5.2.8. SAS (.sas7bdat), SPSS (.sav and .por) and STATA (.dta) File Reader

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5.2.8. SAS (.sas7bdat), SPSS (.sav and .por) and STATA (.dta) File Reader

 
Icon: ANATEL~2_img228

 

Property window:

 

ANATEL~2_img227

 

Short description:

Reads a table from a SAS (.sas7bdat), SPSS (.sav and .por) or STATA (.dta) File.

 

Long Description:

 
See section 5.1.1. to have more information on how to specify the filename of the “.cgel_anatella” file (i.e. You can use relative path, wildcards, and Javascript to specify your filename). You can also connect to the input pin of the ANATEL~2_img228  readStat Action a table containing (many) filenames.

 

 

ANATEL~2_img8

You can drag&drop a “.sas7bdat” file, a “.sav” file, a “.por” file or a “.dta” file from a MS-File-Explorer-Window into an Anatella-Graph-Window: This will directly create the corresponding ANATEL~2_img228 ReadStat Action inside the Anatella graph.

 

The ANATEL~2_img228  readStat Action supersedes the old ANATEL~2_img233   readSAS Action that was the only choice available in the older Anatella versions (older than v1.38). The ANATEL~2_img228  readStat Action has many advantages compared to the old ANATEL~2_img233   readSAS Action:
 

1.It’s about three times faster.
 

2.It does not require you to install any SAS OleDB drivers on your computer in order to operate. This means that you can now always read your .sas7bdat files, even without requiring any “administrative” privileges from your IT department (because “administrative” privileges are required to install the SAS OleDB driver).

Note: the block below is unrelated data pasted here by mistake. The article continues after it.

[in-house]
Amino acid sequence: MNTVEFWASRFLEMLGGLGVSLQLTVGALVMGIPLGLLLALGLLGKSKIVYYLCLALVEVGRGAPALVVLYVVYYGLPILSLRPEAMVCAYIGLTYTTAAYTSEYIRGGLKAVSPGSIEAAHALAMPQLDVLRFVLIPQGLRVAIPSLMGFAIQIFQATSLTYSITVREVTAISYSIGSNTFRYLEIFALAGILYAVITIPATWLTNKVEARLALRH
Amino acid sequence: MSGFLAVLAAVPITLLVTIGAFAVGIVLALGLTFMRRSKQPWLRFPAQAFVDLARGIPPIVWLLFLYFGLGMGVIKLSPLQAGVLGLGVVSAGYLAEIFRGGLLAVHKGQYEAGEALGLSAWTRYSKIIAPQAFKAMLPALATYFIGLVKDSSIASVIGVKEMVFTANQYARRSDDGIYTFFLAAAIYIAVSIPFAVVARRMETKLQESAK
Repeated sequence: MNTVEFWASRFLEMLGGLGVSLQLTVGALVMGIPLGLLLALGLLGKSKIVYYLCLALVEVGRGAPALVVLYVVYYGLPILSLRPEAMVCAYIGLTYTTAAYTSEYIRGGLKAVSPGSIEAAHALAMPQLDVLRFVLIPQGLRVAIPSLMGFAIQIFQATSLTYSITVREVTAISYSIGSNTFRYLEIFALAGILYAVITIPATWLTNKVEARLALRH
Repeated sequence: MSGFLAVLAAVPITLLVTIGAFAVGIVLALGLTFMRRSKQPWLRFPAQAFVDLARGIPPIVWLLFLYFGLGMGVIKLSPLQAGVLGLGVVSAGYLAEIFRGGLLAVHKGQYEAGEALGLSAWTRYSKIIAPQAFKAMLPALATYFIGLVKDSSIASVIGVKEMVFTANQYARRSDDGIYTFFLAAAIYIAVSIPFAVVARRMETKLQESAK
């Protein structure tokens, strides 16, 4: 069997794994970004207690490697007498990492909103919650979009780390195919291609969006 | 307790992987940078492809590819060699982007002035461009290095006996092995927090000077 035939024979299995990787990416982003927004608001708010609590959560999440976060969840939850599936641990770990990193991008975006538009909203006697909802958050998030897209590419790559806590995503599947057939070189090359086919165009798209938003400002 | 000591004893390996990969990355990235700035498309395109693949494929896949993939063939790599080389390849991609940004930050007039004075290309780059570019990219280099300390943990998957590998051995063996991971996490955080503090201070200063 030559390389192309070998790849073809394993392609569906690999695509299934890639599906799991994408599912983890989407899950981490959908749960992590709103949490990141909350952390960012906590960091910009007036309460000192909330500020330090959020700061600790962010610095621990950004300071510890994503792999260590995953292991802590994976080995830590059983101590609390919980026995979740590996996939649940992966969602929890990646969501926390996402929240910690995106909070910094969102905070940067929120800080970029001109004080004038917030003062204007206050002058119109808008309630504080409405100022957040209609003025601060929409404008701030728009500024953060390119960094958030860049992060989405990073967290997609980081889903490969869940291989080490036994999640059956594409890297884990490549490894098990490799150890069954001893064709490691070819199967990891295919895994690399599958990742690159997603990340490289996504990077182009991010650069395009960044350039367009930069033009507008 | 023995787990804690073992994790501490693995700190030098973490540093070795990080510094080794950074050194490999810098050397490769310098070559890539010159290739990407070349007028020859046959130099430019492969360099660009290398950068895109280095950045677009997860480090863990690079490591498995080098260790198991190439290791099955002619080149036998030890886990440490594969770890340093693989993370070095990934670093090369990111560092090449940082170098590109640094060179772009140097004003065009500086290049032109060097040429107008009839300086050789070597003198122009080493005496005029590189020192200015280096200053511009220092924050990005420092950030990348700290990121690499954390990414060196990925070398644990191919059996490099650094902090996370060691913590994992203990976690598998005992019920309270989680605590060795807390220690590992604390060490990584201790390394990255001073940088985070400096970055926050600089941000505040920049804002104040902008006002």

For faster processing speed, the ANATEL~2_img228  readStat Action uses an asynchronous (i.e. non-bloking) I/O algorithm (See the section 5.2.6.2. about asynchronous I/O algorithms).

 
 

ANATEL~2_img8

Sometime, the readStat ANATEL~2_img228 Action does not correctly extract the dates stored inside some “date fields” inside a .SAS7BDAT file (i.e. you see a number instead of the actual date and time). When this happens, you need to perform an extra step to convert these dates to “normal” Anatella dates: i.e. Use the “to String from Elapsed Time” option of the ChangeDataType ANATEL~2_img9  Action with these parameters:
 

* Reference Time: 19600101 00:00:00

* Elapsed Time Unit: day

Here is a screenshot:

ANATEL~2_img240

 

 

 

ANATEL~2_img8

DISCLAIMER.

 

This Action allows the extraction of the data stored inside files originating from various commercial statistical systems (namely SAS, SPSS and Stata). The supported files are currently of extension: .sas7bdat (from SAS), .sav (from SPSS), .por (from SPSS) and .dta (from Stata). These files we be referred inside the rest of this section as the "Data Files".

 

The format of the Data Files belongs to their respective owner. These formats are proprietary and undocumented. Various students and coders all around the world have tried to decipher the internal structures of these proprietary formats. The end-result of their work is an open-source library (named "ReadStat") that we used inside this Anatella Action to decrypt&read the Data Files. Since we had no access to any kind of documentation (official or not) related to the formats of the Data Files, we cannot offer any kind of guarantee on the proper extraction of the data stored inside the Data Files. This means that:

● The safest way to extract data from SAS is to use the old ANATEL~2_img233 readSAS Action (but it requires the SAS OleDB drivers installed on your computer and it's quite slow: It's approximatively three times slower than this Action).

 

● The safest way to extract data from the SPSS or Stata environment is to export your data as simple text files (comma separated) and read them back inside Anatella using the "readCSV" Action.

 

To validate that the data were properly extracted from your “Data Files”, you should check:

● For SAS files: The character encoding: If some (accentuated) characters are incorrect or missing, you might want to use another character encoding (e.g. use the "ISO-8859-16" character encoding rather than the default "UTF-8" character encoding).

 

● For SAS files: SAS handles NaN and Null floating-point-numbers in a strange way. Validate that the Nulls are indeed extracted as Nulls (and not NaNs) and vice-versa.

 

● It's always a good ideas to validate the "Date" variables because they are always handled using the most "exotic" ways.